But for your work, the patient is obviously scared and you have to be polite and calming. If the patient tries to corner you, say that you're not sure what a prayer circle is and that you're going to ask your supervisor for advice. -That should at least get you out of the room so you can think up a more elegant reason to decline.

There was once upon a time that I'd really never heard of a prayer circle and watching people join hands and pray completely took me by surprise. I've since pulled the playing dumb card when faced with this situation on several occasions. Like, "Oh, a prayer circle? That's interesting... what is that?" and after they explain, I just say, "Well I'm not familiar with anything like that, but I'd like to watch it in action. Why don't you go ahead and get started so I can see for myself." When they're done, if they ask you what you thought of it, just say that you found it very supportive and loving and that you thought it was a nice sentiment. I've personally never been asked to join a circle after this kind of encounter, but if I was, I'd just explain that I'd feel more comfortable showing my care and support in another way.
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#12

Praying with Patients
(03-31-2021, 01:45 AM)Nursey Wrote: I am sick and tired of the presumption that a kind face (half face, I was wearing a mask and a scrub cap) is Christian 

OMG, I know! This drives me nuts! I've been accused of being Christian many times when I was out and about being kind to people, volunteering, or donating things to charity. Why is that their assumption?  Angry
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#13

Praying with Patients
It's the bubbles. People live in bubbles so much. If you are raised that way and continue to live that way, all the people around you tend to be that way, and you run around assuming everyone is. Europe and Australia and South Africa are not that way anymore, too many non believers to allow those bubbles to exist. But, it's strong in the US and in Islamic countries, too. 

I don't blame the individual as much as I blame the culture. Sadly, individuals make up the culture so it is they who have to change.

It is so important to expose children to "the other", to travel and read, and to have friends who don't look like you and don't think like you.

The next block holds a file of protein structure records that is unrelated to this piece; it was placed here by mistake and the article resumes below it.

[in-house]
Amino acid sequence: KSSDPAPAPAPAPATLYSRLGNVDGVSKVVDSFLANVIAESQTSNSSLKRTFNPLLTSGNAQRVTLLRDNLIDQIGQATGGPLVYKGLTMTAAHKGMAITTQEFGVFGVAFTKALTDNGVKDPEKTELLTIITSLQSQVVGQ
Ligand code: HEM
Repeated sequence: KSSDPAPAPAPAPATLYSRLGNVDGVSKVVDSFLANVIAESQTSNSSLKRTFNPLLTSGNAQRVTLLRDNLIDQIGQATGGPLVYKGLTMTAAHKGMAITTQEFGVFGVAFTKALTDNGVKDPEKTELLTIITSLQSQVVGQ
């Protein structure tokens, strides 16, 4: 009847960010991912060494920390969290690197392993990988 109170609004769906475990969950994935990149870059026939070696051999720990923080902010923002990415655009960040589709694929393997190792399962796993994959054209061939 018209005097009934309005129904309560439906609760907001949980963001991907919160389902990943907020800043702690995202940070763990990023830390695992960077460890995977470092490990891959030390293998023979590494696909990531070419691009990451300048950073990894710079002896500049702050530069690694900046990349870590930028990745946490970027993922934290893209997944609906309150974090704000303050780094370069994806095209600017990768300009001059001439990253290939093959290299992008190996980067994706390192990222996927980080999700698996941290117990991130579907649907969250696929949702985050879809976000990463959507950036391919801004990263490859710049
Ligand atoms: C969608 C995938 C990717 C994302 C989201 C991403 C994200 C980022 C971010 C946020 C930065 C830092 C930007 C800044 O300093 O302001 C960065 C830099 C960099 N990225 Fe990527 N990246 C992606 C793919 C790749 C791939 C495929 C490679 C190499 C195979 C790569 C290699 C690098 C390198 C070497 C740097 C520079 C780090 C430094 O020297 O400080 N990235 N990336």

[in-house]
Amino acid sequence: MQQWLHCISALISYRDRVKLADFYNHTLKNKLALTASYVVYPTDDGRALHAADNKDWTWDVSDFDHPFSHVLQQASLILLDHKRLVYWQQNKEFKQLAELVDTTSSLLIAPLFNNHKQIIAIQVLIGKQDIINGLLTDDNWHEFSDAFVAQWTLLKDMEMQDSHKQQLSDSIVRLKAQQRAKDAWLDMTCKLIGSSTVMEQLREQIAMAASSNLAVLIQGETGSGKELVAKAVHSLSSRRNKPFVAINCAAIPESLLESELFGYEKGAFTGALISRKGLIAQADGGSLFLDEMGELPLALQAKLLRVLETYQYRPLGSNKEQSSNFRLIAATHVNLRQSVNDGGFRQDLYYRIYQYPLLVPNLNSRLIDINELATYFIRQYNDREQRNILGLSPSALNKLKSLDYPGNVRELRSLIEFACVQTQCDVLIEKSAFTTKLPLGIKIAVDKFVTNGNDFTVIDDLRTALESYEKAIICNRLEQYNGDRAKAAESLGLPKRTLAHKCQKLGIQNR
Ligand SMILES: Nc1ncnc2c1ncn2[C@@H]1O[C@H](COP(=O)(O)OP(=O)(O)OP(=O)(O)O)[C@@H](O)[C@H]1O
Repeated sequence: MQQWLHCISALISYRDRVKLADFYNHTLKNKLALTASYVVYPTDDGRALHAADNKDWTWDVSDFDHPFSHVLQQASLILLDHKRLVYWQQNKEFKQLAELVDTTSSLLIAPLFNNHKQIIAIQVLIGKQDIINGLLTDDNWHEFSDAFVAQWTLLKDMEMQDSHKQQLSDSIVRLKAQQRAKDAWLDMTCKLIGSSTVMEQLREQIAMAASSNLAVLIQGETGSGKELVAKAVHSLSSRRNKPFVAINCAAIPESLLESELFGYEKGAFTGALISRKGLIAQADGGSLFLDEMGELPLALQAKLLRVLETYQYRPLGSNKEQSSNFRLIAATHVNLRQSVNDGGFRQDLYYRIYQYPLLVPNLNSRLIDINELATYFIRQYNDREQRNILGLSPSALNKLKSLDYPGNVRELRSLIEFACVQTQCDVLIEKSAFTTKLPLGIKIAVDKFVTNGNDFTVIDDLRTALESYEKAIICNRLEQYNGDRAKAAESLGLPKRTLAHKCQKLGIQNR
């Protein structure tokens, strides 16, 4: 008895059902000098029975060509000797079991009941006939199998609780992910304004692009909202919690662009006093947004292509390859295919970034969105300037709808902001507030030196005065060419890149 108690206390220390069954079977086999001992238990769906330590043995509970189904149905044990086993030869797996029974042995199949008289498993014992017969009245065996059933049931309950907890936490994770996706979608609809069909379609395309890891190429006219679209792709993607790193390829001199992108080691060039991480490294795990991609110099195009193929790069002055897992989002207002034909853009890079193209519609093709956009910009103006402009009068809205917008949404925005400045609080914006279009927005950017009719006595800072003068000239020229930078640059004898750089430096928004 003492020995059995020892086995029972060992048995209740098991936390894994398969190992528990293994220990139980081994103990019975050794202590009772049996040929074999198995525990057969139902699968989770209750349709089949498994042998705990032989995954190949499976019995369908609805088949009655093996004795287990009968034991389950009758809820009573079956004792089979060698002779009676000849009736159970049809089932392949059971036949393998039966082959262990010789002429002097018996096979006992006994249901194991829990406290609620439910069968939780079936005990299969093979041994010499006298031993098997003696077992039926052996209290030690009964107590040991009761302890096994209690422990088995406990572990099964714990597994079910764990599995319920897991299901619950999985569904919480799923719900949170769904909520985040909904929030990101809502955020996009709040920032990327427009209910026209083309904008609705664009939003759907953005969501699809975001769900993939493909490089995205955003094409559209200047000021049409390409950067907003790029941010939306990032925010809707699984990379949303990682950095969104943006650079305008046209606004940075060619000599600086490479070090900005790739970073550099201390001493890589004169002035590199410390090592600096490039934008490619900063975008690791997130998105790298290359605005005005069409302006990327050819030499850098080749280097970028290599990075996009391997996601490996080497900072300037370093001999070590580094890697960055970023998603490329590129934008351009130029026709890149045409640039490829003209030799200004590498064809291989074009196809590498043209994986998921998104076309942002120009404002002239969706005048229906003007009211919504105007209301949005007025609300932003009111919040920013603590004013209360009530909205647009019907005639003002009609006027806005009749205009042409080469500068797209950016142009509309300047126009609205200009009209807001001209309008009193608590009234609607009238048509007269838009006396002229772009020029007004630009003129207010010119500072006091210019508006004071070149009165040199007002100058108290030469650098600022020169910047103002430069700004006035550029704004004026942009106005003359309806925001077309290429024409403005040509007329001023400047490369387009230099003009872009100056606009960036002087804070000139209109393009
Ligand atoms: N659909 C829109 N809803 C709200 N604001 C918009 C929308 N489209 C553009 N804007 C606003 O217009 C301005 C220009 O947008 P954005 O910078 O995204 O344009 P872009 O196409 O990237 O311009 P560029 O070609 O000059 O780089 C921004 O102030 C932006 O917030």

As for someone ill in a hospital, I get the need for dopamine, how ever it is obtained. I also get it coming from the elderly. It's the young who matter and should be confronted. They are more open to change, and they are the future of change. 

We are lucky in life if we can grow old while the current crop of young continues to change and improve our cultures.
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#14

Praying with Patients
(03-31-2021, 01:45 AM)Nursey Wrote: Not sure if this is the right section, since it’s half rant, half looking for insight.

Today I had a patient praying, where she mumbled to herself for about 30 minutes in the procedure room while we were waiting on the doctor to arrive. You do you, I’m gonna finish setting up. The doctor walked in, asked if she had any questions, and walked out. Pretty standard - dude is busy with a high patient load and won’t be finished until at least 8 pm so he can start all over tomorrow at 6 am, that’s why you waited 30 minutes. She was PISSED the doctor didn’t stay to pray with her, he walked out before she got the chance to ask.

She tried to demand he come back in to pray, then she stuck her hands out and had me and the other nurse hold them while she prayed out loud. “Pray with me.” Umm, thanks for the vote of confidence in our ability to do our jobs with over 100 years of experience between the five of us. I’ve been less uncomfortable after being groped. I don’t appreciate being in a position where I have to participate to keep from having a complaint that could cost me my job for being intolerant of a patient’s religion. The narcissism, the audacity of it all. Honey, you had one of the best anesthesiologists at the hospital, one of the best CRNAs, the best GI doc in the region, two procedure nurses both with ICU and ED backgrounds. You weren’t in God’s hands, you were in competent, human hands. Human hands that do make human errors. And the doc and I did make a tiny, almost error - that wasn’t god, either. And then we fixed it with a clip. You woke up fine and you don’t and won’t have colorectal cancer (provided she continues to follow up on schedule). Why? Preventative healthcare and science, education, training, experience, genetics.